Architects considering possible sites for new Orange school

  • Raymond Design Associates is conducting a feasibility study of Orange’s elementary school, Dexter Park Innovation School, the first step in modernizing or replacing the 1955-built school. FILE PHOTO

Staff Writer
Published: 3/29/2019 11:36:00 PM

ORANGE — Architects are considering the Ralph C. Mahar Regional School, the Butterfield School or the current site of Dexter Park and Fisher Hill as potential locations for a new elementary school. 

Thursday was the second public forum held by the School Building Committee, Hill International Inc. and architects from Raymond Design Associates on the Dexter Park building project. 

Dexter Park Innovation School — Orange’s school for students in the third through sixth grades — is one of nine schools in the state with a “Category 4” grade from the Massachusetts School Building Authority. Residents voted in January last year to fund a “feasibility study” to produce options for a plan to replace or majorly renovate the school.

Dexter Park has had problems with a leaking roof, old and opaque windows and boiler problems, leading to its designation as a Category 4 school in 2006. Since 2015, the school has become overcrowded due to the closing of the Butterfield School — then Orange’s third elementary school — which was never demolished. 

“This building is in severe need of upgrades,” said Martin Goulet of Hill International Inc., which is managing the project on behalf of the town. “We’re well into it. We’ve done a lot of research.”

Raymond Design Associates architect Dan Bradford presented a host of options being considered as of Thursday, focusing on three locations. The current site of Dexter Park and adjacent Fisher Hill Elementary School, Orange’s pre-K through second-grade school; the Ralph C. Mahar Regional School for middle schoolers and high schoolers and the Butterfield School are the three sites under consideration.

A new school could be a pre-K through sixth-grade school, or a replacement of Dexter Park allowing only grades three through six. RDA is still considering a major add-on or renovation at Dexter Park, too, but whatever is ultimately chosen will be at one of the three sites presented Thursday.

“It seems there’s three potential possibilities of land areas (at Mahar) that could support a new school,” said Bradford, adding that access, terrain, utilities and between 8 and 10 acres of space were criteria in choosing potential locations.

Bradford said a media center, physical education area, nurse’s suite and administration area are all musts in a new or renovated school. He also addressed the rhetorical question of “Why not Dexter Park?” as it is now, stating the current school is undersized by 39 percent.

“What’s coming out loudly in our evaluations is improving vehicular approach, both pick-up and drop-off,” Bradford said.

In February Hill International surveyed attendees at the first public forum, asking residents to list the most important things they would want in a new school.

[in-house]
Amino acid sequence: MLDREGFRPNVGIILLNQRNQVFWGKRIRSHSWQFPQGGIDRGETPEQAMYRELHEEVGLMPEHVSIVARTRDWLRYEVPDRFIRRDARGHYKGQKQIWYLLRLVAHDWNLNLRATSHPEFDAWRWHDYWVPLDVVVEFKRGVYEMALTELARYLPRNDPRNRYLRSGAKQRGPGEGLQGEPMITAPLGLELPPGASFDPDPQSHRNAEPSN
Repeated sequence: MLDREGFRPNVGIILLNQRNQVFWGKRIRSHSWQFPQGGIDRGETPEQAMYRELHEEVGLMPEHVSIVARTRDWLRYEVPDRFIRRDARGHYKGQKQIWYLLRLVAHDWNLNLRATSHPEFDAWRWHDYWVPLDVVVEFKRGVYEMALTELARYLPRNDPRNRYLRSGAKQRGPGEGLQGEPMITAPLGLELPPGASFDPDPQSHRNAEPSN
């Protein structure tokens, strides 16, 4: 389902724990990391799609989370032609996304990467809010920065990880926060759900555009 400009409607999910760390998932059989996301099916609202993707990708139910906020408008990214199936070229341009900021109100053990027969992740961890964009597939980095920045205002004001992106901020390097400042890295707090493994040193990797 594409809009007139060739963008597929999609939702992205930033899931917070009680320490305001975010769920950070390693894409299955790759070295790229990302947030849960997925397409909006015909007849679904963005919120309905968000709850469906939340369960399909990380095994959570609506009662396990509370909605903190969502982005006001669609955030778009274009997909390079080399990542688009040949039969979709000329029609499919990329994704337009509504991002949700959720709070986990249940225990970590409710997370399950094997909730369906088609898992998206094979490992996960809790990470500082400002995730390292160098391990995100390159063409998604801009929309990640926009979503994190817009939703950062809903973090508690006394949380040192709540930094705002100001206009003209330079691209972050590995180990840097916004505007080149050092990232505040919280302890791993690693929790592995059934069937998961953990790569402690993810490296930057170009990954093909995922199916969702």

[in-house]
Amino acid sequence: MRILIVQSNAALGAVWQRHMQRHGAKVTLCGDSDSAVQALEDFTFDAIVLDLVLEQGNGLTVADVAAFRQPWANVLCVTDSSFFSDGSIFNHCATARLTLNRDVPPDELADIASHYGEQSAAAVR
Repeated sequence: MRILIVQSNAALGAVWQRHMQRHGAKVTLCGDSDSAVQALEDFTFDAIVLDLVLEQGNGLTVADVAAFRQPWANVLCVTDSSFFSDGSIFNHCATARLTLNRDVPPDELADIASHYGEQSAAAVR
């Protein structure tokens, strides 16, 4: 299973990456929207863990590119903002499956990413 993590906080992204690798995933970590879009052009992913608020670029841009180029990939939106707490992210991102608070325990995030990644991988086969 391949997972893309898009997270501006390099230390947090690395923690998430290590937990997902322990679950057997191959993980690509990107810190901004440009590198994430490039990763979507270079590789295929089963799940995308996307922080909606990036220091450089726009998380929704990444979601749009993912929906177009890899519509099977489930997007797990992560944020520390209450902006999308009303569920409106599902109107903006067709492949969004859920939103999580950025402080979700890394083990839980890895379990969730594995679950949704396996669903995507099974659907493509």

The results, presented Thursday, showed the ten most popular features were, in order: zero-net energy efficiency; flexible building structure for future education changes; one school for pre-K through sixth grade; inclusion of a town library and playing fields; a site using natural energy sources like solar and wind power; cost efficiency; multi-use spaces open to the community; flexible infrastructure for technology; “expands students exposure to life beyond Orange” and ensuring student safety.

Many of those features fall broadly under the “guiding principles” of the project, also presented Thursday: “Warm, safe and engaging,” “sustainability,” “school as a community resource,” “flexible and adaptable,” “learning communities,” “visible learning” and “outdoor connections.”

David Stephen, who has a background as both an architect and as a teacher, from the education consulting group New Vista has been working with teachers and administrators to develop educational priorities for the project. He shared some of these Thursday.

“The classroom has to look more varied, and the school has to look more varied. It’s not just a teacher, a classroom and kids,” said Stephen, adding that the building should be a “50-year” building with adaptable classrooms to anticipate future technologies and facilitate special education students.

Stephen said “light-filled spaces” are also a priority, as well as bigger classrooms, handicap-accessibility, good air, heating and cooling, and, above all, safety. He said it would be good to have “one point of entry for the school and have it be really clear who is coming in and who is coming out, and how we can control that.”

The push to replace or repair Dexter Park began in earnest in January last year, when voters approved funds for the feasibility study taking place. The state is funding 79.5 percent of the roughly $875,000 study, with Orange paying $179,375.

The state, which Goulet said will fund up to 80 percent of the final project, expects to see three specific options from the architects in the next few months — Goulet and Bradford have said at least one will be a new school entirely, and another option will be a renovation.

“We will be looking at projects at Fisher Hill, we will be looking at projects at Dexter Park and we will be looking at possible projects at a new site,” Bradford said.

In September, Massachusetts School Building Authority expects the options to have been narrowed down to one. Then in January the architects would present Massachusetts School Building Authority a final schematic design, at which point the state will determine how much it will fund the project.

Residents should expect to have a clearer idea of a price tag around then, and then vote on the building project at the summer 2020 Annual Town Meeting.

Reach David McLellan at or 413-772-0261, ext. 268. 

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